RALEIGH, N.C. (AP) — A key member of the legal team defending John Edwards against campaign finance charges will likely be unable to represent the former Democratic presidential candidate at his upcoming trial following questions about a potential conflict of interest.
The development comes after prosecutors questioned whether Raleigh defense lawyer Wade Smith has a conflict of interest because of a 2009 conversation he had with a financial adviser for Bunny Mellon, the 101-year-old socialite who provided the bulk of nearly $1 million used to support Edwards' pregnant mistress, Rielle Hunter, as he ran for president in 2007.
According to a motion filed by the government, Smith told Mellon's adviser that Edwards knew the money was intended to help him. That would conflict with statements by Edwards that he knew nothing of the payments and the money was not for his benefit.
The motion says prosecutors plan to question the adviser about Smith's statements during trial.
Smith said Monday the issue gives him little choice but to withdraw because it's likely he would be called to testify about the conversation.
"As a trial lawyer, if there is a good chance I will be needed at the trial to testify, then I would not want to be part of the trial team," Smith said in an interview with The Associated Press. "It would be very awkward, and really inappropriate."
Edwards has pleaded not guilty to six felony and misdemeanor counts related to campaign finance violations. A trial is scheduled to begin in January.
In losing Smith, Edwards would be deprived of one of the most well-known criminal defense lawyers in North Carolina. A lawyer for nearly 50 years, Smith's previous clients include one of the three members of the Duke University lacrosse team cleared in 2007 of charges they gang-raped a stripper.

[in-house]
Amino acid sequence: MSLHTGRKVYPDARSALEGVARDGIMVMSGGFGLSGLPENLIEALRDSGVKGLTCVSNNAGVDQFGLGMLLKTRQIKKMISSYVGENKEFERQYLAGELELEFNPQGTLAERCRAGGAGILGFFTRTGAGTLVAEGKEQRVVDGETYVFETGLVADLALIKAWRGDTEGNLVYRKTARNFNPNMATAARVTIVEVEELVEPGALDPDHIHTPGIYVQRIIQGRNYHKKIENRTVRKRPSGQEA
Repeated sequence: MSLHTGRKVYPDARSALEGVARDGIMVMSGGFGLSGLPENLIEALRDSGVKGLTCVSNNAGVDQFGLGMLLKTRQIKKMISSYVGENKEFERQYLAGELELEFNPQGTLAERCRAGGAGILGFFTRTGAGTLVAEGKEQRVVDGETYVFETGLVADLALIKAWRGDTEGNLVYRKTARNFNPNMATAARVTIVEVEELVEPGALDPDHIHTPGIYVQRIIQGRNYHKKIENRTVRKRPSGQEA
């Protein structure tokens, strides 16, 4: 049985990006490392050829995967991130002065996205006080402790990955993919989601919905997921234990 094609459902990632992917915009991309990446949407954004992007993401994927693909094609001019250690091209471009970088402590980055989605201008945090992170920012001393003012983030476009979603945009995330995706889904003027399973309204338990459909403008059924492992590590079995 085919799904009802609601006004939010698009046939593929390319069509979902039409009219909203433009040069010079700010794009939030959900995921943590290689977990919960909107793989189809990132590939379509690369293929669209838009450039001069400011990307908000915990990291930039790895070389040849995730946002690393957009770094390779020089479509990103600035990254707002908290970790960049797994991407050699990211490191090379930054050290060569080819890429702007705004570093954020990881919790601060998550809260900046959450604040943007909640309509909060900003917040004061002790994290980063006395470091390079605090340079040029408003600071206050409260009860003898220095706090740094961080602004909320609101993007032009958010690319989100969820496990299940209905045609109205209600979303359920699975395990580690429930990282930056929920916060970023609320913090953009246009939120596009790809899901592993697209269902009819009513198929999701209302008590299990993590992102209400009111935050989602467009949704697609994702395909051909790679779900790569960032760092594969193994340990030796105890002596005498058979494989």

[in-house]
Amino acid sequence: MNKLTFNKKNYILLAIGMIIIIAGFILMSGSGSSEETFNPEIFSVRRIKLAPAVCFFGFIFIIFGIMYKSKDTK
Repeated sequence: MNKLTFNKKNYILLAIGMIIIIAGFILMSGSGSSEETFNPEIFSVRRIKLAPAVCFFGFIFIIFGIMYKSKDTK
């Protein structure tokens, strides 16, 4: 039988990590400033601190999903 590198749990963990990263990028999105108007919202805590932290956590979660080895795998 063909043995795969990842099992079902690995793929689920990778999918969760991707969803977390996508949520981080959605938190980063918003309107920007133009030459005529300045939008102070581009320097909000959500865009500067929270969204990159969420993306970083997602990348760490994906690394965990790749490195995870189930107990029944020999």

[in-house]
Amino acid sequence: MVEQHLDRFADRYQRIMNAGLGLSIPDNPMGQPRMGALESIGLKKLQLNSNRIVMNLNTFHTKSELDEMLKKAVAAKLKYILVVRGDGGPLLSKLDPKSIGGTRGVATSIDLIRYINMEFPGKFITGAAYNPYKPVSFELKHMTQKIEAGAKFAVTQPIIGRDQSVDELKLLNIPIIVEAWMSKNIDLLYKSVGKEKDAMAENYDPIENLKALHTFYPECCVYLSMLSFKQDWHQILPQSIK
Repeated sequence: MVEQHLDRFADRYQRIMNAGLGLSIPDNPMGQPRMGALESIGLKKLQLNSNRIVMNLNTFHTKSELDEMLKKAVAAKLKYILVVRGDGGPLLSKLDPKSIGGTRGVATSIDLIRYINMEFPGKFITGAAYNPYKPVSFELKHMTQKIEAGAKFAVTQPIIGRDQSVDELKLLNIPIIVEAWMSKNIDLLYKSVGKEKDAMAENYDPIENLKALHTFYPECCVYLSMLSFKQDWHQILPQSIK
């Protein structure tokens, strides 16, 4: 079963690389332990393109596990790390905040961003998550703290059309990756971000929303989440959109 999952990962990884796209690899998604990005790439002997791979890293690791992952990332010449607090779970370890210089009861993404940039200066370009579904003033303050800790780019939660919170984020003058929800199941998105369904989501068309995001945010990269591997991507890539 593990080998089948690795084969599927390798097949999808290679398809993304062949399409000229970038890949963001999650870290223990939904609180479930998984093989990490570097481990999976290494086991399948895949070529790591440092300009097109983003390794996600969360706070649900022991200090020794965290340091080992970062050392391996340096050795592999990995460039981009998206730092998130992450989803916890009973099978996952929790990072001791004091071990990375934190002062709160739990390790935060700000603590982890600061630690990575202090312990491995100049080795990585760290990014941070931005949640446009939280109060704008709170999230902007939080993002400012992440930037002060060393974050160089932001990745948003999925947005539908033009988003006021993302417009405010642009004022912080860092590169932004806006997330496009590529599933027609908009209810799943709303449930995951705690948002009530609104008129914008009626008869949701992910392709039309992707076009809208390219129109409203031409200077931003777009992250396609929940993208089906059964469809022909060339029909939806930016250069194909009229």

As a young lawyer, Edwards worked as an associate at Smith's firm and the two men share a decades-long long friendship.
"I've been in the case a long time, two or three years, and I would hate to miss this part," Smith said. "But there are plenty of good trial lawyers in the case and it's no big deal if I don't get to sit in."
Smith's expected withdrawal first became public as a footnote in a motion filed by prosecutors Friday questioning whether another of Edwards' lawyers, Abbe Lowell of Washington, D.C., also has a potential conflict.
Lowell previously represented two potential witnesses in the case, including the widow of former Edwards national campaign finance chairman Fred Baron, who died in October 2008.
Lowell accompanied Lisa Blue Baron when she was questioned by FBI agents investigating Edwards and when she testified before the federal grand jury that later indicted the former candidate.
Like Mellon, Fred Baron provided cash to fly Hunter across the country on private jets and put her up at exclusive hotels and rented homes. Baron also provided his Aspen, Colo., vacation home for the use of Hunter and Andrew Young, the former Edwards aide enlisted to help keep the pregnant mistress away from the media. Young initially claimed paternity of the child.
Lowell also advised Harrison Hickman, a longtime political adviser and pollster for Edwards.
A statement issued by Lowell's law firm Monday said he would address questions of his potential conflict of interest with the court.
"We have discussed this issue with the government to its satisfaction; its inquiry to make a record is appropriate; and we will respond in a court filing," the statement said.
Michael Biesecker can be reached at twitter.com/mbieseck